Revisionist Activism in Sweden

Published: 1998-10-01

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Support for historical revisionism has traditionally been strong in northern Europe. Orders for books and tapes arrive regularly at the IHR from Sweden, Denmark, Norway and Finland – countries where most educated people understand English.

And unlike citizens of France, Germany and a few other countries, Scandinavians still enjoy the freedom to express skeptical views on controversial issues of 20th-century history. According to a survey conducted by Stockholm University and the Crime Prevention Council, and made public last year, nearly a third of Swedish secondary school students have doubts about the official Holocaust extermination story.

Ahmed Rami, left, with French scholar Roger Garaudy

Ahmed Rami, left, with French scholar Roger Garaudy

Certainly some of the credit for this is due to the work of Ahmed Rami, a Moroccan-born political exile who lives and works in Stockholm. For more than ten years now, he has been upsetting the complacent with his pro-revisionist and Islamist "Radio Islam" broadcasts, his Internet web site (www... [now at]), in leaflets, and in several books. In addition, Rami makes frequent visits to Arab and Muslim countries, where he and his views are widely respected. Much to the distress of Jewish-Zionist forces, Sweden's highest-level public prosecutor decided last September to drop all charges of inciting hatred against Rami's "Radio Islam" Internet Web site.

Rami, who addressed the 1992 IHR Conference, can be reached at Box 316, 10126 Stockholm, Sweden, or by e-mail [... now at [email protected]].

Also based in Sweden is the "Mimer" association, which has emerged in recent years as an important northern European revisionist center. It defends Swedish and European culture against "one worldism," dissects historical distortion, and counters Zionist propaganda. (In Nordic mythology, Mimer is the giant who guards the spring of wisdom at the root of the great ash tree, Ygdrasil, whose roots and branches bind together heaven, earth and hell.)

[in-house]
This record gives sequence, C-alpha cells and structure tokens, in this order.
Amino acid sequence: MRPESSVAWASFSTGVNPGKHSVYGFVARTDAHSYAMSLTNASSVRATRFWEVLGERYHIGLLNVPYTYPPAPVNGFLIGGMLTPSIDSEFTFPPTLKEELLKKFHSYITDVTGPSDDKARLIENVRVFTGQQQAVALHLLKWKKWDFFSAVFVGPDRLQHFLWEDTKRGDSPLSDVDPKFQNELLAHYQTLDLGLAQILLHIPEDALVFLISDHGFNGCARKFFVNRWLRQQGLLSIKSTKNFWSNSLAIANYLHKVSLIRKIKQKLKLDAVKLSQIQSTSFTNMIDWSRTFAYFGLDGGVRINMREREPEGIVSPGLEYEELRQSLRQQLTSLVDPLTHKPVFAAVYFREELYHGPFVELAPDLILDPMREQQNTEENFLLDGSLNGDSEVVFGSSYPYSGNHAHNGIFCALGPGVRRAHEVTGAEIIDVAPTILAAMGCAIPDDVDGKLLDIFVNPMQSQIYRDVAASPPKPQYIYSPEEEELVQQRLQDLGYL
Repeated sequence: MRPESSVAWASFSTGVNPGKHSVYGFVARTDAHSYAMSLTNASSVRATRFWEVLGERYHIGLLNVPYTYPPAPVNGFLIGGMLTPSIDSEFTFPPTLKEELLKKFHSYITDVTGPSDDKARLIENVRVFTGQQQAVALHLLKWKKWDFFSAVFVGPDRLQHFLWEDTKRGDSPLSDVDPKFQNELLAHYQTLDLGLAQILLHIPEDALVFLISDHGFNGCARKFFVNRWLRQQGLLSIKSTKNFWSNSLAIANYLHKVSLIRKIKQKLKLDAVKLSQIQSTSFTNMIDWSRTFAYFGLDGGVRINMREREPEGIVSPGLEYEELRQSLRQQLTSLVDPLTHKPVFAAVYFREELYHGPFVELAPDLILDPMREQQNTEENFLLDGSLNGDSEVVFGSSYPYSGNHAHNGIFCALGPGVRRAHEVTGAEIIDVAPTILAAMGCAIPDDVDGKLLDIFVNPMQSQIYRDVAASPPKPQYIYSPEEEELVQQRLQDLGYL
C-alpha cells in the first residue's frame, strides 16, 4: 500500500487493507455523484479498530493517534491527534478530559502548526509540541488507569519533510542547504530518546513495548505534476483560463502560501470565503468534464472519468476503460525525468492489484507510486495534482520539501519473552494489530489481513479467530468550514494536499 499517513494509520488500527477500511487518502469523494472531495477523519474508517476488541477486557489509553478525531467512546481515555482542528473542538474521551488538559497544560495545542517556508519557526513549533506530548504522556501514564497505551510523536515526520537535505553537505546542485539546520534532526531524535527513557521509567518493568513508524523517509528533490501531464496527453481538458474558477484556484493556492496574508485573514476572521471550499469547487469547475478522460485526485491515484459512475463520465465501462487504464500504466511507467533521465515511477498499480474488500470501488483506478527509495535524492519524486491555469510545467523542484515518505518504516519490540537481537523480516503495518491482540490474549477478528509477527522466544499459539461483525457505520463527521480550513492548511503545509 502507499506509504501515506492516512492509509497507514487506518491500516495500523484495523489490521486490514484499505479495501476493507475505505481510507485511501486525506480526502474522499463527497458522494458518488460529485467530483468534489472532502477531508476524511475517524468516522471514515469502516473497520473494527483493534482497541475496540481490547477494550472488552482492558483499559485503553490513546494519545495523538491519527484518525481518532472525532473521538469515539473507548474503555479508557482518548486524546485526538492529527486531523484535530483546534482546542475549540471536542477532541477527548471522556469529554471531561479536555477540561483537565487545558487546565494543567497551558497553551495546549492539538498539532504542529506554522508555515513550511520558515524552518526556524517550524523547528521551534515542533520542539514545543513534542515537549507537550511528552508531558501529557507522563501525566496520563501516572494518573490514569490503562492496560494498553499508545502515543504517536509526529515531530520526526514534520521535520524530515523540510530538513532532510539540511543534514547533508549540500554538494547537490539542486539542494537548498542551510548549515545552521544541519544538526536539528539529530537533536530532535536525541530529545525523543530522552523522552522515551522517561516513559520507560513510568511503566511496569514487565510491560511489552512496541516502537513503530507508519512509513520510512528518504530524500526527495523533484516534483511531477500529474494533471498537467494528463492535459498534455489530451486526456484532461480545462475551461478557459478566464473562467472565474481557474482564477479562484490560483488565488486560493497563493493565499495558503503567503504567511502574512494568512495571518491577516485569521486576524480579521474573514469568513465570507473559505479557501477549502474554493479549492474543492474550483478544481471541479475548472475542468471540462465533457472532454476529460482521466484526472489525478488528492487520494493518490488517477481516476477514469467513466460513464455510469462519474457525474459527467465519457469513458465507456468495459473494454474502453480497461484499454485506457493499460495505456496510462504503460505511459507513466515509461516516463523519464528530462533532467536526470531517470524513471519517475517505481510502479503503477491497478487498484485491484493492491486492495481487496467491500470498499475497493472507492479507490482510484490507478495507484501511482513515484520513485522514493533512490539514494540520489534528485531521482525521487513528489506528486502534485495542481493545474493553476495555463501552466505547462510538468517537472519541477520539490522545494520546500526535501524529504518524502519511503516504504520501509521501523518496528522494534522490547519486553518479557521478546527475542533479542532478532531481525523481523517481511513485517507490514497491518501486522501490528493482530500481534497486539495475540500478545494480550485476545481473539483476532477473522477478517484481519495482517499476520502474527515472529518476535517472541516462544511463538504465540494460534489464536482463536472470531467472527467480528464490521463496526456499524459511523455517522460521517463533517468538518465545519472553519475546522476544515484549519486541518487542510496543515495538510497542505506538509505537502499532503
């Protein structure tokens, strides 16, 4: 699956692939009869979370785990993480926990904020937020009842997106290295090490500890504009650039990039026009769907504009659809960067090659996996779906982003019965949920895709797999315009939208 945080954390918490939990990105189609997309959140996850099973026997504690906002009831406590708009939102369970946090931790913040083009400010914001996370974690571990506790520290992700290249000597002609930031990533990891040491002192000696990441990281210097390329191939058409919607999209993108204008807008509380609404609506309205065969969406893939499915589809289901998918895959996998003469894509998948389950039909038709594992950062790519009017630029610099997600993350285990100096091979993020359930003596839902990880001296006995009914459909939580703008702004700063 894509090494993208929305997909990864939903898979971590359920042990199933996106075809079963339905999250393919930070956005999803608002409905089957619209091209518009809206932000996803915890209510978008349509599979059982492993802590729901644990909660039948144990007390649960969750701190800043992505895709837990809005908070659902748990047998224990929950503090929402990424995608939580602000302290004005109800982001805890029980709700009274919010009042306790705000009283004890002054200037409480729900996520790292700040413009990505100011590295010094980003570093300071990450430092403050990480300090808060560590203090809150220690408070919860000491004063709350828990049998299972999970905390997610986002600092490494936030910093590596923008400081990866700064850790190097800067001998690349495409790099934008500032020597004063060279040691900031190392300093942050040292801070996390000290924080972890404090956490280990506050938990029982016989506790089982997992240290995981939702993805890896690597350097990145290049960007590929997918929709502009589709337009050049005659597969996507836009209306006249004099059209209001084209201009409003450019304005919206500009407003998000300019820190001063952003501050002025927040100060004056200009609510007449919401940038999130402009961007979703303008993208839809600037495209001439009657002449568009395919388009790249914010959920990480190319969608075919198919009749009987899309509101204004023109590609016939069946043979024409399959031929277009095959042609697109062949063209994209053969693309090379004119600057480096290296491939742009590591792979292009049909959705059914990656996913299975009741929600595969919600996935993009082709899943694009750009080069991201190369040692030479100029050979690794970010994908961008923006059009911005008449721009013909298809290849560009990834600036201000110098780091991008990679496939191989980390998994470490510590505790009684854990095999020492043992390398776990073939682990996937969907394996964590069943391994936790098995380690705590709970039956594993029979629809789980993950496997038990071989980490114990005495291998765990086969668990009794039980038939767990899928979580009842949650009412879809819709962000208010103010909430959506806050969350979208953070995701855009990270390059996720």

From time to time Mimer puts out an attractive newsletter-magazine. now in its eighth year of publication. A typical issue of Mimer is 20-24 pages in length, often with one or two articles in English.

An article on the Jewish role in the black slave trade, along with an essay (in English) on Savitri Devi, the "Priestess of Hitlerism," appear in issue No. 24 (Nov. 1997).

An essay on the 1938 "Crystal Night" anti-Jewish outburst of violence in Germany appears in Mimer issue No. 25 (Dec. 1997). This piece is based on the book Flashpoint by German author Ingrid Weckert (published by the IHR). In this same issue is a good summary article, in question and answer format, on the origins of the Second World War, as well as a close look at the pivotal role of Danzig in the outbreak of war in 1939, and several articles on Nordic heritage and culture.

Mimer also gets out the word through its own Internet web site (, and a book distribution service. Its catalog lists more than a hundred books and booklets dealing with history, current affairs and political philosophy, including several titles published by the IHR and Noontide Press.

Mimer can be reached at Box 15024, 20031 Malmo, Sweden, or by e-mail at [email protected] [see; ed.]

Additional information about this document
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Author(s): Mark Weber
Title: Revisionist Activism in Sweden
Sources: The Journal of Historical Review, vol. 17, no. 4 (July/August 1998), pp. 22f.
Published: 1998-10-01
First posted on CODOH: Jan. 24, 2013, 6 p.m.
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